Medtronic's deep brain stimulation programmer and app get the FDA nod

By Laura Lovett
01:36 pm

Medical tech company Medtronic has just landed FDA clearance on its Deep Brain Stimulation (DBS) Clinical Programmer and ActivaProgramming application.

"This marks a new era of innovation from the only partner with a 25-year DBS legacy, and paves the way to our vision of the future of DBS with a fully integrated system from planning to programming," said Mike Daly, vice president and general manager of the Brain Modulation business, which is part of the Restorative Therapies Group at Medtronic. "Additionally, this launch serves as evidence of our dedication to the Medtronic Mission and our DBS patients, with the extension of the device longevity of the ActivaRC rechargeable neurostimulator. Now patients can benefit from six extra years of therapy between surgeries, giving them even more time to do the things they love.”

Medtronic’s DBS therapy has been on the market for 25 years. The DBS systems are surgically implanted into a patients brain to deliver electrical stimulation to precisely targeted areas of the train, according to a statement. It can be used to treat Parkinson’s disease, epilepsy, and other neurologic disorders.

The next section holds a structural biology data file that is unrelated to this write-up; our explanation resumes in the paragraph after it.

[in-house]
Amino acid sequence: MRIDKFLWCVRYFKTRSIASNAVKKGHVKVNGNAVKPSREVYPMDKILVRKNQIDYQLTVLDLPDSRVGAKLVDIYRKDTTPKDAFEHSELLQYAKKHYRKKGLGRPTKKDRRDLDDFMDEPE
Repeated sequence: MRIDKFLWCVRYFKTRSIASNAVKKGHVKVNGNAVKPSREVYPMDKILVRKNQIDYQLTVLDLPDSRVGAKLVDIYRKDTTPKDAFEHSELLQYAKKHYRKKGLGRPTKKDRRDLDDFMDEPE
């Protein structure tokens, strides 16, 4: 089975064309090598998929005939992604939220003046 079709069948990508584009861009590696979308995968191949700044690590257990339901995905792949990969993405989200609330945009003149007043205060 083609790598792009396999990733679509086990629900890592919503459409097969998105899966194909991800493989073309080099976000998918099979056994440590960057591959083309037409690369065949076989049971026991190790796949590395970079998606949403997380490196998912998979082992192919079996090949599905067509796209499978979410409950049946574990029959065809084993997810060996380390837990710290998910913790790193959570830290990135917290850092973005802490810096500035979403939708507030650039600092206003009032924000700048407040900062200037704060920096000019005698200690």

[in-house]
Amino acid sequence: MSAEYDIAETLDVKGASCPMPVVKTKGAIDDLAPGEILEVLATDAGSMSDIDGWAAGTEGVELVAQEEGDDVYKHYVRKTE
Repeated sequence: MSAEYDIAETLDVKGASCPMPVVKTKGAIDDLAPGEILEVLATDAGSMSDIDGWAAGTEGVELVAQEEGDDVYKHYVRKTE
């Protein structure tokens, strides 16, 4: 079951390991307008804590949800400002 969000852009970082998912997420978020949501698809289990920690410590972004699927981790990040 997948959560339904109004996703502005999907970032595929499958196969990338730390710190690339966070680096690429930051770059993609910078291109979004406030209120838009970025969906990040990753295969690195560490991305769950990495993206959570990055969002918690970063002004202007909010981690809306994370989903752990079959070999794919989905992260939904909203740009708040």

The ActivaProgramming Application was designed to streamline workflows and provide actionable information to neurologists and neurosurgeons who are treating patients using Medtronic’s Activa DBS system.

The system will be able to program interactions in the implanted Medtronic Activadevices. According to a statement, the Medtronic DBS Clinician Programmer is approved to be used in conjunction with the soon to be released Medtronic Activa DBS system, which was designed to treat refractory epilepsy, as well as previously released technologies. 

The latest clearance for the programmer and application comes on the heels of the product’s CE Mark in March. The US launched is expected to take place this July. 

This isn’t Medtronic’s first FDA clearance this year. In March the Minneapolis, MN and Dublin, Ireland-based company got the go ahead from the agency for its Guardian Connect, a smartphone-connected standalone CGM for patients who use multiple daily injection for their insulin. 

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